Available on: Border Community
These days the cult of modular synthesis seems to claim a new victim every week. In the UK alone, Blawan and Untold recently disclosed their fetishes. Obviously, breaking free of DAW and vintage synth orthodoxies is to be applauded, but the yield can feel a bit uneven at times. In go thousand of pounds and countless hours of tinkering; out comes… well, in some cases, a self-indulgent mess.
The Border Community lot have, to date, been a shining example of how to stay on the right side of the hobbyist rubicon. James Holden’s recent The Inheritors was one of the most striking and coherent albums to come out of this micro-trend. Pre-empting him was Luke Abbott, whose brilliant 2010 debut Holkham Drones paired gnarled modular-derived sonics with computer-aided compositional precision. Holden has said of Abbott’s new album, “he’s doing things that I wish I could do myself”, and it’s easy to see what he means. As with The Inheritors, Wysing Forest sees its creator descend yet further into the modular morass; these tracks – a collection of recorded live performances and off-the-cuff studio jams – revel in their semi-improvised looseness. And as with Holden’s album, the results are by some measure more challenging than anything Abbott has done before.
There are differences, however. Recorded in a few winter weeks at Cambridgeshire’s rural Wysing Arts Centre, the sense of coldness and dislocation to this album is a far cry from Holden’s humid maximalism (or, indeed, from an Abbott classic like ‘Brazil’). Clean, open spaces and slow-iterating structures predominate. Quite offputtingly so, in fact; the album opens with 22 minutes of the most uninviting music Abbott has released. ‘Amphis’ is a particular struggle: at first it’s just a collection of muted tones, a bit like distant birdcall in a bleak winter landscape, and the chord progression that enters is graceful but icily detached. ‘Unfurling’, meanwhile, never achieves the blossoming promised in its title, instead bleeding away, slowly, to nothing.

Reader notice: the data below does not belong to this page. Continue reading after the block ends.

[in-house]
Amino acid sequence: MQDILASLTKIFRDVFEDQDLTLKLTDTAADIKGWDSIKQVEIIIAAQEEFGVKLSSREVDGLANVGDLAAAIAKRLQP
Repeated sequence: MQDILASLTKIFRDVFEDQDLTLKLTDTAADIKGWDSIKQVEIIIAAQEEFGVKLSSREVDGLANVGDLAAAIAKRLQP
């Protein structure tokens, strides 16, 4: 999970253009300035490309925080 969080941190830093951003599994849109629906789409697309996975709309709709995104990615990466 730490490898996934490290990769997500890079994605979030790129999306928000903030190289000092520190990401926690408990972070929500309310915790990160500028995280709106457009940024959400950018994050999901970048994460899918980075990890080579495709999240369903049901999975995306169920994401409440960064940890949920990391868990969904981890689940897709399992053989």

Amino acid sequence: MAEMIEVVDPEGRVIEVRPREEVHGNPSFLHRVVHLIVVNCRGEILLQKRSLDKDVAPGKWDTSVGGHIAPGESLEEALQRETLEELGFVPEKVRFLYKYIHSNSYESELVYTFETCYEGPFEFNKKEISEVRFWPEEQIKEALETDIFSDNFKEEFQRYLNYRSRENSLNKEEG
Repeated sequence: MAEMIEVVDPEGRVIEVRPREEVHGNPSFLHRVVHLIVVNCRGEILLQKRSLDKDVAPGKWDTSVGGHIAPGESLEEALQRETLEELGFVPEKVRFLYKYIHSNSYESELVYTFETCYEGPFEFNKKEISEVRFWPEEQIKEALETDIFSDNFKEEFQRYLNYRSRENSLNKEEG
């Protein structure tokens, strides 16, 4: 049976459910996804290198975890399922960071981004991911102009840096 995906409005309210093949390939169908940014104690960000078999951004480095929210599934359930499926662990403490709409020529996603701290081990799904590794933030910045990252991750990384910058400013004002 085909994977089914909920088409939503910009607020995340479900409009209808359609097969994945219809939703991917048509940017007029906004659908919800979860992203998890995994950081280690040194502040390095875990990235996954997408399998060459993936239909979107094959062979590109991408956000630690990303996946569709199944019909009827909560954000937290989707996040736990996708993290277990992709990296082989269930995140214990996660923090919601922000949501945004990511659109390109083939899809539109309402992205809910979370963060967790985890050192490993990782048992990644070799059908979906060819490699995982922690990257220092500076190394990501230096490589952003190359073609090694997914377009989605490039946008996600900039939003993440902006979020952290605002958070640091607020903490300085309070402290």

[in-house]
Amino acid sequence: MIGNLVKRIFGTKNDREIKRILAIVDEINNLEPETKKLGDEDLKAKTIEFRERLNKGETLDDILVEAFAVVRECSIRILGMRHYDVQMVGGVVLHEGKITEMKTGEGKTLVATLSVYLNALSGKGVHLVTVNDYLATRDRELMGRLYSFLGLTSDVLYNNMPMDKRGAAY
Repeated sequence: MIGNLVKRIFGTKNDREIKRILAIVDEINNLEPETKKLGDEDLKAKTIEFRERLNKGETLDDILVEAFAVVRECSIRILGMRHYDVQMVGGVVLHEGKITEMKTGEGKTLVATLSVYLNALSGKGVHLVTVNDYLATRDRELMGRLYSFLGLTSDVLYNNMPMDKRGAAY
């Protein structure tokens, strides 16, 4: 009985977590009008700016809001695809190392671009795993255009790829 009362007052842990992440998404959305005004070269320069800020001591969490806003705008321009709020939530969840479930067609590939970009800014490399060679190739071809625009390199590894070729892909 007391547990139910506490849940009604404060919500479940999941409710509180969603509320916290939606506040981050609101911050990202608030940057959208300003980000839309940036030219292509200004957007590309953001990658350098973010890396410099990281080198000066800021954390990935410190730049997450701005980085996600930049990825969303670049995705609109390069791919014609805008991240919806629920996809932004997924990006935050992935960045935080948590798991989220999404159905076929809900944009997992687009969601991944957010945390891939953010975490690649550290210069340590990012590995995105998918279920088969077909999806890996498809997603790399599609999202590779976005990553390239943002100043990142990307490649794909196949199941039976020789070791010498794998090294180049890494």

Fortunately, things do pick up. The gorgeous ‘Free Migration’ comes as a sudden jolt of energy and colour. From there, ‘Highrise’, ‘Tree Spirit’ and ‘Balance Of Power’ each hit the sweet spot between kosmische wizardry and pop directness that Abbott has previously made his own. But it’s not to last. We’re soon, via the jarring ‘Snippet’, dumped back into a reprise of ‘Amphis’ – eight more minutes of those chords, floating lugubriously round and round. Abbott has spoken about the importance of this record’s overarching structure and, springing from greyness and returning to greyness, there is certainly a lifecycle-like form to Wysing Forest which is pleasing in the abstract. But the album’s periods of gestation and decomposition so outweigh its moment of flowering that a full listen is much more a chore than a pleasure. Plenty of producers have been led much further astray by the tangled wires of their modular rig, but Abbott’s latest does feel like a case of failing to see the forest for the trees.